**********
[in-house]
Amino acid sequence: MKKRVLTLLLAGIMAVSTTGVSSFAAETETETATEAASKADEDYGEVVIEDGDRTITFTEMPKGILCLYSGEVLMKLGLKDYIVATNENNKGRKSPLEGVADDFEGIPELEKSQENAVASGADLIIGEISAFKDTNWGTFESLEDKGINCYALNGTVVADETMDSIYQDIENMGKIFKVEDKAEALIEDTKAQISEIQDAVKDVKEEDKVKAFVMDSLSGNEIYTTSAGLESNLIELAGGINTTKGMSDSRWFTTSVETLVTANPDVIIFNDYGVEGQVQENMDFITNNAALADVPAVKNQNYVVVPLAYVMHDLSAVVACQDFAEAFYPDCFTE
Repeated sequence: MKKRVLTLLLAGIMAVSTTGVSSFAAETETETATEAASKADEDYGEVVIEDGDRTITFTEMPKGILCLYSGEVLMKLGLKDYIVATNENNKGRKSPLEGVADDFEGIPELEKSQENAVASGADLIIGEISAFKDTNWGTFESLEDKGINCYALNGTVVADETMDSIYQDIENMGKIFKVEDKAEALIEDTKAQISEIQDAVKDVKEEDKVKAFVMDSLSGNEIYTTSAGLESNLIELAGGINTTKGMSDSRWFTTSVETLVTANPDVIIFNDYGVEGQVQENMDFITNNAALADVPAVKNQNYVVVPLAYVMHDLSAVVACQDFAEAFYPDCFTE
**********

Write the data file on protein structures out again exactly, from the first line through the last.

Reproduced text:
[in-house]
Amino acid sequence: MKKRVLTLLLAGIMAVSTTGVSSFAAETETETATEAASKADEDYGEVVIEDGDRTITFTEMPKGILCLYSGEVLMKLGLKDYIVATNENNKGRKSPLEGVADDFEGIPELEKSQENAVASGADLIIGEISAFKDTNWGTFESLEDKGINCYALNGTVVADETMDSIYQDIENMGKIFKVEDKAEALIEDTKAQISEIQDAVKDVKEEDKVKAFVMDSLSGNEIYTTSAGLESNLIELAGGINTTKGMSDSRWFTTSVETLVTANPDVIIFNDYGVEGQVQENMDFITNNAALADVPAVKNQNYVVVPLAYVMHDLSAVVACQDFAEAFYPDCFTE
Repeated sequence: MKKRVLTLLLAGIMAVSTTGVSSFAAETETETATEAASKADEDYGEVVIEDGDRTITFTEMPKGILCLYSGEVLMKLGLKDYIVATNENNKGRKSPLEGVADDFEGIPELEKSQENAVASGADLIIGEISAFKDTNWGTFESLEDKGINCYALNGTVVADETMDSIYQDIENMGKIFKVEDKAEALIEDTKAQISEIQDAVKDVKEEDKVKAFVMDSLSGNEIYTTSAGLESNLIELAGGINTTKGMSDSRWFTTSVETLVTANPDVIIFNDYGVEGQVQENMDFITNNAALADVPAVKNQNYVVVPLAYVMHDLSAVVACQDFAEAFYPDCFTE